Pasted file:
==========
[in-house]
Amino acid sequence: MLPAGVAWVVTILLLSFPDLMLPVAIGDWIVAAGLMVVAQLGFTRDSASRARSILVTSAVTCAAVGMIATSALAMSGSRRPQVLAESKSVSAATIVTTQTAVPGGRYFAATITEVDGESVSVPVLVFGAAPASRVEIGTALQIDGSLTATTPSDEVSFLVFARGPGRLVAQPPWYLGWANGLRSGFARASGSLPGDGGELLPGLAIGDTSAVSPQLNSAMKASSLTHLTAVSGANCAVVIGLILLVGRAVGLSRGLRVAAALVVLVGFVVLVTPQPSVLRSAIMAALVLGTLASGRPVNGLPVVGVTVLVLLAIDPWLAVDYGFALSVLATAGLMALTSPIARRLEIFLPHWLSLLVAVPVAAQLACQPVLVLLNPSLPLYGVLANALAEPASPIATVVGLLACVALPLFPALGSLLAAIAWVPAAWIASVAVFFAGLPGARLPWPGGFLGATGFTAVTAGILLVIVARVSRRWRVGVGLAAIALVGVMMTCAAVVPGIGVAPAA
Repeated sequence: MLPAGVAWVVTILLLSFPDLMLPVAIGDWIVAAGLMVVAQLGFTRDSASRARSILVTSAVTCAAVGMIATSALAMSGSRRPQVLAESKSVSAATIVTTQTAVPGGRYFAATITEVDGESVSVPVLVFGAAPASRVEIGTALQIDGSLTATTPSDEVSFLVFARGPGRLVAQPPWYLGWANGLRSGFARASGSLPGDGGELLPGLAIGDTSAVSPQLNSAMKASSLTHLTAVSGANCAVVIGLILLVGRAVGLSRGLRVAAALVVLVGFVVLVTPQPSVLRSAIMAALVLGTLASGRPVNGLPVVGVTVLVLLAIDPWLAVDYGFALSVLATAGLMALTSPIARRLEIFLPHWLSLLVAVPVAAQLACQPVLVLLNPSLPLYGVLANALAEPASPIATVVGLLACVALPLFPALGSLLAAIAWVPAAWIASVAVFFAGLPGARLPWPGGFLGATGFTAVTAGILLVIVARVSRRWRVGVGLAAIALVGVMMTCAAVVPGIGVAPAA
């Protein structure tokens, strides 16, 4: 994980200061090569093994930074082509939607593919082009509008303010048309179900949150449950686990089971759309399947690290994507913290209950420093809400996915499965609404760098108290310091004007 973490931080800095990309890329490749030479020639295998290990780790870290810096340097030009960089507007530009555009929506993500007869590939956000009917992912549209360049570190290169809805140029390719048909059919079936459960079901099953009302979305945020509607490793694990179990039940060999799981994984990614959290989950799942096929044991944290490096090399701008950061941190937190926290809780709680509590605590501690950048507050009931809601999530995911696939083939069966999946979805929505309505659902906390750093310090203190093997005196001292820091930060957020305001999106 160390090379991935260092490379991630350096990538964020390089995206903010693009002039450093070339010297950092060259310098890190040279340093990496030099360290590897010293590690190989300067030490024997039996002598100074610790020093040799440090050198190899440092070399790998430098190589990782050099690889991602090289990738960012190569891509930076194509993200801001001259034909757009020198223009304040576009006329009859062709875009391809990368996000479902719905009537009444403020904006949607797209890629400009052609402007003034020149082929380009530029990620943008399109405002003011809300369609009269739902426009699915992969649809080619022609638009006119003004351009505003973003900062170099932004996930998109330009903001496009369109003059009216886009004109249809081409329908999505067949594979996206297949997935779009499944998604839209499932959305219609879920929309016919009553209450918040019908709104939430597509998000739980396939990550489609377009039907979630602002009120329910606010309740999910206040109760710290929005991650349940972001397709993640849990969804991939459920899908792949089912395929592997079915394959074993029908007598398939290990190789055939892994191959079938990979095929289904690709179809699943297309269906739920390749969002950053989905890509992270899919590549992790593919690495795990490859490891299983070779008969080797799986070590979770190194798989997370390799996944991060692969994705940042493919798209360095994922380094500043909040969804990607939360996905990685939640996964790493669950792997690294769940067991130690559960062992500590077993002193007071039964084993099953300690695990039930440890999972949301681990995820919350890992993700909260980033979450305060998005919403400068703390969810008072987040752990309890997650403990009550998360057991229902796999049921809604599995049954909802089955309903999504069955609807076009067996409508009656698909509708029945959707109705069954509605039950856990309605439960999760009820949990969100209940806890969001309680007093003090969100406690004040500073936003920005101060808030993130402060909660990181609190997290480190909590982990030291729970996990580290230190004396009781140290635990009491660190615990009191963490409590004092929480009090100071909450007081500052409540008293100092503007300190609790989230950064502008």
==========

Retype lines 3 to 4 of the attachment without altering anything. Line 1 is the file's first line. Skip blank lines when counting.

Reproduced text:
Repeated sequence: MLPAGVAWVVTILLLSFPDLMLPVAIGDWIVAAGLMVVAQLGFTRDSASRARSILVTSAVTCAAVGMIATSALAMSGSRRPQVLAESKSVSAATIVTTQTAVPGGRYFAATITEVDGESVSVPVLVFGAAPASRVEIGTALQIDGSLTATTPSDEVSFLVFARGPGRLVAQPPWYLGWANGLRSGFARASGSLPGDGGELLPGLAIGDTSAVSPQLNSAMKASSLTHLTAVSGANCAVVIGLILLVGRAVGLSRGLRVAAALVVLVGFVVLVTPQPSVLRSAIMAALVLGTLASGRPVNGLPVVGVTVLVLLAIDPWLAVDYGFALSVLATAGLMALTSPIARRLEIFLPHWLSLLVAVPVAAQLACQPVLVLLNPSLPLYGVLANALAEPASPIATVVGLLACVALPLFPALGSLLAAIAWVPAAWIASVAVFFAGLPGARLPWPGGFLGATGFTAVTAGILLVIVARVSRRWRVGVGLAAIALVGVMMTCAAVVPGIGVAPAA
């Protein structure tokens, strides 16, 4: 994980200061090569093994930074082509939607593919082009509008303010048309179900949150449950686990089971759309399947690290994507913290209950420093809400996915499965609404760098108290310091004007 973490931080800095990309890329490749030479020639295998290990780790870290810096340097030009960089507007530009555009929506993500007869590939956000009917992912549209360049570190290169809805140029390719048909059919079936459960079901099953009302979305945020509607490793694990179990039940060999799981994984990614959290989950799942096929044991944290490096090399701008950061941190937190926290809780709680509590605590501690950048507050009931809601999530995911696939083939069966999946979805929505309505659902906390750093310090203190093997005196001292820091930060957020305001999106 160390090379991935260092490379991630350096990538964020390089995206903010693009002039450093070339010297950092060259310098890190040279340093990496030099360290590897010293590690190989300067030490024997039996002598100074610790020093040799440090050198190899440092070399790998430098190589990782050099690889991602090289990738960012190569891509930076194509993200801001001259034909757009020198223009304040576009006329009859062709875009391809990368996000479902719905009537009444403020904006949607797209890629400009052609402007003034020149082929380009530029990620943008399109405002003011809300369609009269739902426009699915992969649809080619022609638009006119003004351009505003973003900062170099932004996930998109330009903001496009369109003059009216886009004109249809081409329908999505067949594979996206297949997935779009499944998604839209499932959305219609879920929309016919009553209450918040019908709104939430597509998000739980396939990550489609377009039907979630602002009120329910606010309740999910206040109760710290929005991650349940972001397709993640849990969804991939459920899908792949089912395929592997079915394959074993029908007598398939290990190789055939892994191959079938990979095929289904690709179809699943297309269906739920390749969002950053989905890509992270899919590549992790593919690495795990490859490891299983070779008969080797799986070590979770190194798989997370390799996944991060692969994705940042493919798209360095994922380094500043909040969804990607939360996905990685939640996964790493669950792997690294769940067991130690559960062992500590077993002193007071039964084993099953300690695990039930440890999972949301681990995820919350890992993700909260980033979450305060998005919403400068703390969810008072987040752990309890997650403990009550998360057991229902796999049921809604599995049954909802089955309903999504069955609807076009067996409508009656698909509708029945959707109705069954509605039950856990309605439960999760009820949990969100209940806890969001309680007093003090969100406690004040500073936003920005101060808030993130402060909660990181609190997290480190909590982990030291729970996990580290230190004396009781140290635990009491660190615990009191963490409590004092929480009090100071909450007081500052409540008293100092503007300190609790989230950064502008």